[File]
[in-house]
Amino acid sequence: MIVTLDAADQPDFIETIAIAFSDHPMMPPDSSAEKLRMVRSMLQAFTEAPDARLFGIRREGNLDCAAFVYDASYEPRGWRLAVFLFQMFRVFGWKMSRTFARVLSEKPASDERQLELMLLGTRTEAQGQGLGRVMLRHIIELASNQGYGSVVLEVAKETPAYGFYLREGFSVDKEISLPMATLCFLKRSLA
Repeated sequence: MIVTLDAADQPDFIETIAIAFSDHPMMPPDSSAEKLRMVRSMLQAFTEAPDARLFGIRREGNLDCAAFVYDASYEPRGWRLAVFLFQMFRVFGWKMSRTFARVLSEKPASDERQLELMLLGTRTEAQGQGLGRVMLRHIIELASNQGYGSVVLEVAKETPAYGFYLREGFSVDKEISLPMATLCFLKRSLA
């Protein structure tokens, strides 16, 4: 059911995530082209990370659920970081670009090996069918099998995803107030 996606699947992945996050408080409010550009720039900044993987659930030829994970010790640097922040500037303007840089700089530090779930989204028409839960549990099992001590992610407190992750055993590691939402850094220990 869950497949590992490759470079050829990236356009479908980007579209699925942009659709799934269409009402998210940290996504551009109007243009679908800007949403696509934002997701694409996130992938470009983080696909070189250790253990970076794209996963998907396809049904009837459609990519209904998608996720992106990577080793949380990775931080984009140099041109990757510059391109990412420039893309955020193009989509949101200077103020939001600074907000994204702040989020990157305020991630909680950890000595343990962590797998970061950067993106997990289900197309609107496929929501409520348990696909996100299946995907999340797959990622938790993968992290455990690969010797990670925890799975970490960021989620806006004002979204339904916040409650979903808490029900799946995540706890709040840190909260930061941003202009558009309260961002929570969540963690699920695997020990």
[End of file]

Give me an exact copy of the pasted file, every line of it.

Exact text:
[in-house]
Amino acid sequence: MIVTLDAADQPDFIETIAIAFSDHPMMPPDSSAEKLRMVRSMLQAFTEAPDARLFGIRREGNLDCAAFVYDASYEPRGWRLAVFLFQMFRVFGWKMSRTFARVLSEKPASDERQLELMLLGTRTEAQGQGLGRVMLRHIIELASNQGYGSVVLEVAKETPAYGFYLREGFSVDKEISLPMATLCFLKRSLA
Repeated sequence: MIVTLDAADQPDFIETIAIAFSDHPMMPPDSSAEKLRMVRSMLQAFTEAPDARLFGIRREGNLDCAAFVYDASYEPRGWRLAVFLFQMFRVFGWKMSRTFARVLSEKPASDERQLELMLLGTRTEAQGQGLGRVMLRHIIELASNQGYGSVVLEVAKETPAYGFYLREGFSVDKEISLPMATLCFLKRSLA
């Protein structure tokens, strides 16, 4: 059911995530082209990370659920970081670009090996069918099998995803107030 996606699947992945996050408080409010550009720039900044993987659930030829994970010790640097922040500037303007840089700089530090779930989204028409839960549990099992001590992610407190992750055993590691939402850094220990 869950497949590992490759470079050829990236356009479908980007579209699925942009659709799934269409009402998210940290996504551009109007243009679908800007949403696509934002997701694409996130992938470009983080696909070189250790253990970076794209996963998907396809049904009837459609990519209904998608996720992106990577080793949380990775931080984009140099041109990757510059391109990412420039893309955020193009989509949101200077103020939001600074907000994204702040989020990157305020991630909680950890000595343990962590797998970061950067993106997990289900197309609107496929929501409520348990696909996100299946995907999340797959990622938790993968992290455990690969010797990670925890799975970490960021989620806006004002979204339904916040409650979903808490029900799946995540706890709040840190909260930061941003202009558009309260961002929570969540963690699920695997020990």